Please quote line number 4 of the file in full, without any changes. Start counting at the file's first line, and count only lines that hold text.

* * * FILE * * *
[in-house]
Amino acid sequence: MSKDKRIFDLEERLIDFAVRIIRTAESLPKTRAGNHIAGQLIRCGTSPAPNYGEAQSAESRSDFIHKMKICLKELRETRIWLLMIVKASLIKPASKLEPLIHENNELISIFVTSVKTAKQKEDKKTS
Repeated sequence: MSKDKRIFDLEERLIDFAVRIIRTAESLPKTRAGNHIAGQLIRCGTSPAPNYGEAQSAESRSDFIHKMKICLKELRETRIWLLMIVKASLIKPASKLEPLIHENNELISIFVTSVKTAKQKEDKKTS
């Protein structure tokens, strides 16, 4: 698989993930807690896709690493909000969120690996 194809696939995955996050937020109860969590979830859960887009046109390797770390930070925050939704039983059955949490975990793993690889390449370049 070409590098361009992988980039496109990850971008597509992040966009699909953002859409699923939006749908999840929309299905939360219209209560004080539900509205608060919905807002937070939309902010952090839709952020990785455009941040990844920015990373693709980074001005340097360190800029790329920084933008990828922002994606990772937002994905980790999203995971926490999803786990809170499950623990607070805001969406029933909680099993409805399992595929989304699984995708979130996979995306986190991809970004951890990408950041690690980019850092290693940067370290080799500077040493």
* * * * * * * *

């Protein structure tokens, strides 16, 4: 698989993930807690896709690493909000969120690996 194809696939995955996050937020109860969590979830859960887009046109390797770390930070925050939704039983059955949490975990793993690889390449370049 070409590098361009992988980039496109990850971008597509992040966009699909953002859409699923939006749908999840929309299905939360219209209560004080539900509205608060919905807002937070939309902010952090839709952020990785455009941040990844920015990373693709980074001005340097360190800029790329920084933008990828922002994606990772937002994905980790999203995971926490999803786990809170499950623990607070805001969406029933909680099993409805399992595929989304699984995708979130996979995306986190991809970004951890990408950041690690980019850092290693940067370290080799500077040493």